only, while the shipping containers rest on permeable ballast, which will double as hardscape. There are green wall systems, which include customizable louvers, screens, and green panels that can be arranged according to program along the facades of the structure. This will act as a double facade, allowing air space between the main facade, circulating hot air away. The green wall system is fitted with a grey water irrigation system for the green modules, along with vapor misters that decrease the air temperature within the air space. The green modules will boast edible plants and seasonal flowers. The roof acts as a water harvesting system, water flows toward a water wall on one end of the main living space, flowing down the wall and into a cistern. When the cistern becomes full, the back flow valve shuts off, allowing water to flow into a reflection reservoir around the living space. The roof also houses solar chimneys that permit natural ventilation throughout the home and is solar capable.

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floor plan

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elevations

ELEVATIONS

EAST

NORTH

WEST

SOUTH

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1

2

3 5

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Rigit Insulated Panel Roof Steel Construction Optional Clerestory Conventional Construction Aluminum Construction Green Wall System


exploded diagram

EXPLODED DIAGRAM

This screen system is able to be configured with different types of panels depending on the need and programs. These are a few of the variations shown to the right.

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MASTER BEDROOM POD


container modules

OFFICE / LAUNDRY / HALF BATH POD

ONE BED / ONE BATH POD

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KITCHEN NORTH


interiors

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DINING SOUTH


The town of San Martin de las CaĂąas is located in the Tequila Valley near Guadalajara in the western pacific area of Mexico. The village is characterized by “ejidos, which is an are of communal land communally held in the traditional Indian system of land tenure that combines communal ownership with individual use for agriculture. Taking in consideration the needs of San Martin de las CaĂąas, and the importance of water serving as a catalyst for social interaction, the project is to revive the site and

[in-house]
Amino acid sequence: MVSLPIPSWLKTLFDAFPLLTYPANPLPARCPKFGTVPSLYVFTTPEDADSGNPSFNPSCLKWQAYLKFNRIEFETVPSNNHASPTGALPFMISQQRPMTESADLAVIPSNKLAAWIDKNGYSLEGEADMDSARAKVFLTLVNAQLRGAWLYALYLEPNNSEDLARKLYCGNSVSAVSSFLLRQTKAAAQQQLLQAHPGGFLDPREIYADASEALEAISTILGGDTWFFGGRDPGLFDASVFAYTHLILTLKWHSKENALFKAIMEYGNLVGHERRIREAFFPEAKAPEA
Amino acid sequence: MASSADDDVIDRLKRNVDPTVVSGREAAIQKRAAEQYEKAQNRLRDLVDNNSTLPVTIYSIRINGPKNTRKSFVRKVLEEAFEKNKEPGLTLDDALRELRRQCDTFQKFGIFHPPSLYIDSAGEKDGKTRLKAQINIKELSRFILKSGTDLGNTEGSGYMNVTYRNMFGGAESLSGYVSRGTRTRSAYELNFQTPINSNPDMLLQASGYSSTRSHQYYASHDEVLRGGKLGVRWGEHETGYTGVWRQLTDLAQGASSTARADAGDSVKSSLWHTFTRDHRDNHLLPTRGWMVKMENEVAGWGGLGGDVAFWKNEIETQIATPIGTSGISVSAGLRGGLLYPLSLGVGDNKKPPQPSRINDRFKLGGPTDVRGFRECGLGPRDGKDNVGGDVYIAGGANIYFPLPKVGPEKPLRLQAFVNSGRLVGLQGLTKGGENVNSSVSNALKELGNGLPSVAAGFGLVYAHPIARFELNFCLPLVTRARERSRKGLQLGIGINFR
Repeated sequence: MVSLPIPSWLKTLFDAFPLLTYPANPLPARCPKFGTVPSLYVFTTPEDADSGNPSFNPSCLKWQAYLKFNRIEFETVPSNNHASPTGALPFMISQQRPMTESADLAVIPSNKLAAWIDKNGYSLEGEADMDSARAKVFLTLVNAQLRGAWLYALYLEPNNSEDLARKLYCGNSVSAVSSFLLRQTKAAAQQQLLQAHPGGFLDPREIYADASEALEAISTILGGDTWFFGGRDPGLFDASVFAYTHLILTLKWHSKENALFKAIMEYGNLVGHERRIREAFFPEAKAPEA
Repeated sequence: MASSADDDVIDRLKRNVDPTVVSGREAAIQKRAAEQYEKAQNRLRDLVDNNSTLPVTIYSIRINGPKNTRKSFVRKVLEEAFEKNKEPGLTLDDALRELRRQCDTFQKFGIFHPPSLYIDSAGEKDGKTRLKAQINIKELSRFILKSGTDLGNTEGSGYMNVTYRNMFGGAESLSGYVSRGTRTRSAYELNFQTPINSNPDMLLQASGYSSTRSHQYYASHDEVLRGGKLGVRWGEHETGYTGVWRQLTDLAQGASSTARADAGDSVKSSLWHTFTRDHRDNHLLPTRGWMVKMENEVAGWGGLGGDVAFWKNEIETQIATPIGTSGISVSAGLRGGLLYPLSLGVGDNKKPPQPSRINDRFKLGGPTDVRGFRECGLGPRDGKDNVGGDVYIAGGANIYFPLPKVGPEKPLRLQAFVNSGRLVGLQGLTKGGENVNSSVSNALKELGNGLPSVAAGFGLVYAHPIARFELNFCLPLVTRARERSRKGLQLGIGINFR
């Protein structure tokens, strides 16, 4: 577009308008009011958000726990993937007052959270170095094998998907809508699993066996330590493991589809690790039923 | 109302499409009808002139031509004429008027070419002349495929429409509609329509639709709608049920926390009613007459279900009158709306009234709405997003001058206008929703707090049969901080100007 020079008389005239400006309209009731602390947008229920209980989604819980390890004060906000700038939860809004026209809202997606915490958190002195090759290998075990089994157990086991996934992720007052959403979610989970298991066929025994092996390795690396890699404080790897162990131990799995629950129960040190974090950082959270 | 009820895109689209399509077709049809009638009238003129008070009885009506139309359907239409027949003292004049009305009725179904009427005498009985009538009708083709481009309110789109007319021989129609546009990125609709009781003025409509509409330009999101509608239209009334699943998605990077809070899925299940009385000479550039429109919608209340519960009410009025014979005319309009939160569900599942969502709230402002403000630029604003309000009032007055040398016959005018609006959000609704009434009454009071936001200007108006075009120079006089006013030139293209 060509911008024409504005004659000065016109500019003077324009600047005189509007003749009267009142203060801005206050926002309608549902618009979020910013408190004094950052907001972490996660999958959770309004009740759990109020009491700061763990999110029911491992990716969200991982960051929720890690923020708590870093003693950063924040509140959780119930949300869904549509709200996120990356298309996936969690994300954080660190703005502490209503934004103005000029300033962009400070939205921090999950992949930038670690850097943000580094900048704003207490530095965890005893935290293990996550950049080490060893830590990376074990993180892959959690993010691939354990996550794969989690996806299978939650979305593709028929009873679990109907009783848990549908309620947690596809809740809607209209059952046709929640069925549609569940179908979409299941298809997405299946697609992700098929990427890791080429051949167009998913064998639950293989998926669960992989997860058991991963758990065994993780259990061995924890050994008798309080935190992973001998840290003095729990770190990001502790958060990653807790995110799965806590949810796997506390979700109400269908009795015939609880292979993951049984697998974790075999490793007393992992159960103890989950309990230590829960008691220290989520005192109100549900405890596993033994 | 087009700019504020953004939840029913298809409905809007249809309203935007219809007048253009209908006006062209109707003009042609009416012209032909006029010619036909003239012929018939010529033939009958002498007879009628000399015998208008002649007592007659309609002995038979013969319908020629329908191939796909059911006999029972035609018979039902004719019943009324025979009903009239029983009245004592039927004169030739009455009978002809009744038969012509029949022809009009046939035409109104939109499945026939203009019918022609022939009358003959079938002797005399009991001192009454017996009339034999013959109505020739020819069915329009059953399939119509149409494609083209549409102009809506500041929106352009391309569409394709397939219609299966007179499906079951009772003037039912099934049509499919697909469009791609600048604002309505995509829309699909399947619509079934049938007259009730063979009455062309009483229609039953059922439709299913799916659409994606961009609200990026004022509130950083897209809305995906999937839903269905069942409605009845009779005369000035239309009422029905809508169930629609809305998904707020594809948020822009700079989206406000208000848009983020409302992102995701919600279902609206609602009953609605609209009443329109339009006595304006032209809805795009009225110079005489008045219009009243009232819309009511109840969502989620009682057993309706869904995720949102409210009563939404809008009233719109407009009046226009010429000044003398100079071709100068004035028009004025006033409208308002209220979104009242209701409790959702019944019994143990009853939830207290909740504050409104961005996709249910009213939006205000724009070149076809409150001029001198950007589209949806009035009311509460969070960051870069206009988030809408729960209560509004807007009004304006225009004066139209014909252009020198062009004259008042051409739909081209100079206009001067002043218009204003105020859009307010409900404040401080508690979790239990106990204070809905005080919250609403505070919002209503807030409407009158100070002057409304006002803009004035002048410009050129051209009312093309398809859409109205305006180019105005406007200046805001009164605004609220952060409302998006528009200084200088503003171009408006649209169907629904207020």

establish a civic territory, a cultural and learning center that celebrated the presence of water. The approach in constructing the envelope of the program is to be adaptable local climate through permeable surface for filtration of cooling, heating and lighting. The roof structure opens to the sky through a slit of light coming from the roof and running along the whole construction manipulating certain sky views.


LEARNING AND CULTURAL CENTER

SAN MARTIN DE LAS CANAS, MEXICO PROFESSOR: DESIGN STUDIO:

SITEPLAN PROPOSAL

ALFONSO PEREZ WILLIAM TILSON GRADUATE STUDIO III

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ROOF

OPERABLE PANEL SKIN

GLAZING

STRUCTURE

GROUND


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Social integration in the city depends on the possibilities for social encounter and the exchange among people. In this sense, the use of public space, and particularly plaza, is the effective instrument for social cohesion. For this reason the plaza is the most prominent public gathering room. The plaza at the site is developed as an outdoor “room� with an amphitheater that leads to the raised building and while the space can be used for a variety of public events it is still enclosed by the existing boundaries providing enclosure and offering a sense of security.


The Docked proposal introduces a communal garden areal and marketplace that revitalizes the site and gives the residents of the ex-industrial zone a place to gather and break away from the individualistic nature of the existing context. The Docked proposal’s intentions are to be a prototypical example of the union between green space, community activity and private residence that will re-shape the nature of the living within the boundaries of the long horizontal motion that drives the community. LIGHT DIAGRAM

LIGHT DIAGRAM


LIVING IN BORNEO

AMSTERDAM, NETHERLANDS PROFESSOR:

FRANK BOSWORTH

DESIGN TEAM:

GRETEL CASTILLO TREVOR BOYLE DIANE LINDSEY

SPONSOR:

HUNTON BRADY ARCHITECTS

DESIGN STUDIO:

GRADUATE STUDIO I

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awards and publications HUMAN DIGNITY HEALTH CLINIC URBAN SPLINE

ORLANDO, FLORIDA CHONGQING, CHINA

FLORIDA CASE STUDY HOUSE

FLORIDA


awards

URBAN SPLINE CHONGQING, CHINA

Honorable Mention for Unbuilt Projects AIA Florida, 2012

HUMAN DIGNITY HEALTH CLINIC ORLANDO , FL

Honorable Mention for the Health Care Clinic for the Homeless Design Competion AIA Florida, 2010


publications

HUMAN DIGNITY HEALTH CLINIC ORLANDO , FL

WorldGreen http://www.worldgreen.org. 2011 InHabitat http://inhabitat.com 2011

FLORIDA CASE STUDY HOUSE DESIGN COMPETITION, AIA FLORIDA, 2011

ArchDaily http://www.archdaily.com. 2011


A PORTFOLIO BY GRETEL CASTILLO gretelcastillo@att.net. TEL: 321. 961. 3584 PRINTED 2014


Gretel Castillo  

Portfolio

Gretel Castillo  

Portfolio